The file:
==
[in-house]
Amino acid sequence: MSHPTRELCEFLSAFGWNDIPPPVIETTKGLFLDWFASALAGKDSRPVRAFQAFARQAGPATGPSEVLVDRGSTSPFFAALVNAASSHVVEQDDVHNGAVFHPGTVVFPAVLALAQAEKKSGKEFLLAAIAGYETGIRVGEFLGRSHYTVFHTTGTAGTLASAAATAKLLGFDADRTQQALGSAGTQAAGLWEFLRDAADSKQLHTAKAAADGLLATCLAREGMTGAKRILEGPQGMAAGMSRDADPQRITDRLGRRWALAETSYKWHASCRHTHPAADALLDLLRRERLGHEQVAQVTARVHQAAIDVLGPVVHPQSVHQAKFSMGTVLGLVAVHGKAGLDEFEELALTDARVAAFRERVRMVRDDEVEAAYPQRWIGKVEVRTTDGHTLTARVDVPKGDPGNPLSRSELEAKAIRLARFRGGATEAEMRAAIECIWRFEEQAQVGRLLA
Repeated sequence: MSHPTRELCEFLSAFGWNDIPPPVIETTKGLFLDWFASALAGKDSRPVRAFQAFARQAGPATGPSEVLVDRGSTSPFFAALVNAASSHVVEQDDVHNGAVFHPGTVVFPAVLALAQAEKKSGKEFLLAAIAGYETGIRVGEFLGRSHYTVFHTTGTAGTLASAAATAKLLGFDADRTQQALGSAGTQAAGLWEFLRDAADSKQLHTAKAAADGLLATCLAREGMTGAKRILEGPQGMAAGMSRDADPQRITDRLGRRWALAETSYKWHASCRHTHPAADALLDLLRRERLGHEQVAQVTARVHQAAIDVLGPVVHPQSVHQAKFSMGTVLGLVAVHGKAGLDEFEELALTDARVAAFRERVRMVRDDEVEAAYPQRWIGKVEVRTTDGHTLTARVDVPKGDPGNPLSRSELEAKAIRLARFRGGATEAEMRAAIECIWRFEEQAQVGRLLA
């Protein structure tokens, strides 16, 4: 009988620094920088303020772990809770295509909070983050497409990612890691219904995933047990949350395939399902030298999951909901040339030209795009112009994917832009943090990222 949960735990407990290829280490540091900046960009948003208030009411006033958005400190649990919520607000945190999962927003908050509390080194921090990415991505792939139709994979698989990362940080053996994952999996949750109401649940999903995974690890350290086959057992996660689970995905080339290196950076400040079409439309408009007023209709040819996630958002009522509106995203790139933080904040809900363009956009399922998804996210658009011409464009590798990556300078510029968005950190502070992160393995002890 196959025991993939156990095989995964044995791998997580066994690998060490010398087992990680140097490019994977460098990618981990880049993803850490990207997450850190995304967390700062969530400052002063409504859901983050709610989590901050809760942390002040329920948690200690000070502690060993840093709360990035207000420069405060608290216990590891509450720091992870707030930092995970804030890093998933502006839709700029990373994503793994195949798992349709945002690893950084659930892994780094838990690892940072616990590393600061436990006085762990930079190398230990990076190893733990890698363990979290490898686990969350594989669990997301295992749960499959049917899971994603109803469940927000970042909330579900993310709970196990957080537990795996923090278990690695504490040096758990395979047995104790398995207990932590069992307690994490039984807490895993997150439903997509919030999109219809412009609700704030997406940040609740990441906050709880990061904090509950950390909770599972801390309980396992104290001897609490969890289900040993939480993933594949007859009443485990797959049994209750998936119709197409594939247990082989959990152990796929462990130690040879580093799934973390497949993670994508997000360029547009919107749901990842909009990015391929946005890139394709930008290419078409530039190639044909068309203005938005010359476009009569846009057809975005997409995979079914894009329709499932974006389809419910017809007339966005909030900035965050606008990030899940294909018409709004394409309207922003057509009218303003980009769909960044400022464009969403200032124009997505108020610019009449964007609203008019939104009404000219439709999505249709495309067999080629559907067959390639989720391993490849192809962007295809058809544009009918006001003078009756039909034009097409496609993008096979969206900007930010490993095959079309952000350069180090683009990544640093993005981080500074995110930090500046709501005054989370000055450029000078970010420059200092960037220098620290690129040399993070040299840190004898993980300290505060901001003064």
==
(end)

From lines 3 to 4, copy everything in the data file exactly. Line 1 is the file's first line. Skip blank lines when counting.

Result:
Repeated sequence: MSHPTRELCEFLSAFGWNDIPPPVIETTKGLFLDWFASALAGKDSRPVRAFQAFARQAGPATGPSEVLVDRGSTSPFFAALVNAASSHVVEQDDVHNGAVFHPGTVVFPAVLALAQAEKKSGKEFLLAAIAGYETGIRVGEFLGRSHYTVFHTTGTAGTLASAAATAKLLGFDADRTQQALGSAGTQAAGLWEFLRDAADSKQLHTAKAAADGLLATCLAREGMTGAKRILEGPQGMAAGMSRDADPQRITDRLGRRWALAETSYKWHASCRHTHPAADALLDLLRRERLGHEQVAQVTARVHQAAIDVLGPVVHPQSVHQAKFSMGTVLGLVAVHGKAGLDEFEELALTDARVAAFRERVRMVRDDEVEAAYPQRWIGKVEVRTTDGHTLTARVDVPKGDPGNPLSRSELEAKAIRLARFRGGATEAEMRAAIECIWRFEEQAQVGRLLA
């Protein structure tokens, strides 16, 4: 009988620094920088303020772990809770295509909070983050497409990612890691219904995933047990949350395939399902030298999951909901040339030209795009112009994917832009943090990222 949960735990407990290829280490540091900046960009948003208030009411006033958005400190649990919520607000945190999962927003908050509390080194921090990415991505792939139709994979698989990362940080053996994952999996949750109401649940999903995974690890350290086959057992996660689970995905080339290196950076400040079409439309408009007023209709040819996630958002009522509106995203790139933080904040809900363009956009399922998804996210658009011409464009590798990556300078510029968005950190502070992160393995002890 196959025991993939156990095989995964044995791998997580066994690998060490010398087992990680140097490019994977460098990618981990880049993803850490990207997450850190995304967390700062969530400052002063409504859901983050709610989590901050809760942390002040329920948690200690000070502690060993840093709360990035207000420069405060608290216990590891509450720091992870707030930092995970804030890093998933502006839709700029990373994503793994195949798992349709945002690893950084659930892994780094838990690892940072616990590393600061436990006085762990930079190398230990990076190893733990890698363990979290490898686990969350594989669990997301295992749960499959049917899971994603109803469940927000970042909330579900993310709970196990957080537990795996923090278990690695504490040096758990395979047995104790398995207990932590069992307690994490039984807490895993997150439903997509919030999109219809412009609700704030997406940040609740990441906050709880990061904090509950950390909770599972801390309980396992104290001897609490969890289900040993939480993933594949007859009443485990797959049994209750998936119709197409594939247990082989959990152990796929462990130690040879580093799934973390497949993670994508997000360029547009919107749901990842909009990015391929946005890139394709930008290419078409530039190639044909068309203005938005010359476009009569846009057809975005997409995979079914894009329709499932974006389809419910017809007339966005909030900035965050606008990030899940294909018409709004394409309207922003057509009218303003980009769909960044400022464009969403200032124009997505108020610019009449964007609203008019939104009404000219439709999505249709495309067999080629559907067959390639989720391993490849192809962007295809058809544009009918006001003078009756039909034009097409496609993008096979969206900007930010490993095959079309952000350069180090683009990544640093993005981080500074995110930090500046709501005054989370000055450029000078970010420059200092960037220098620290690129040399993070040299840190004898993980300290505060901001003064």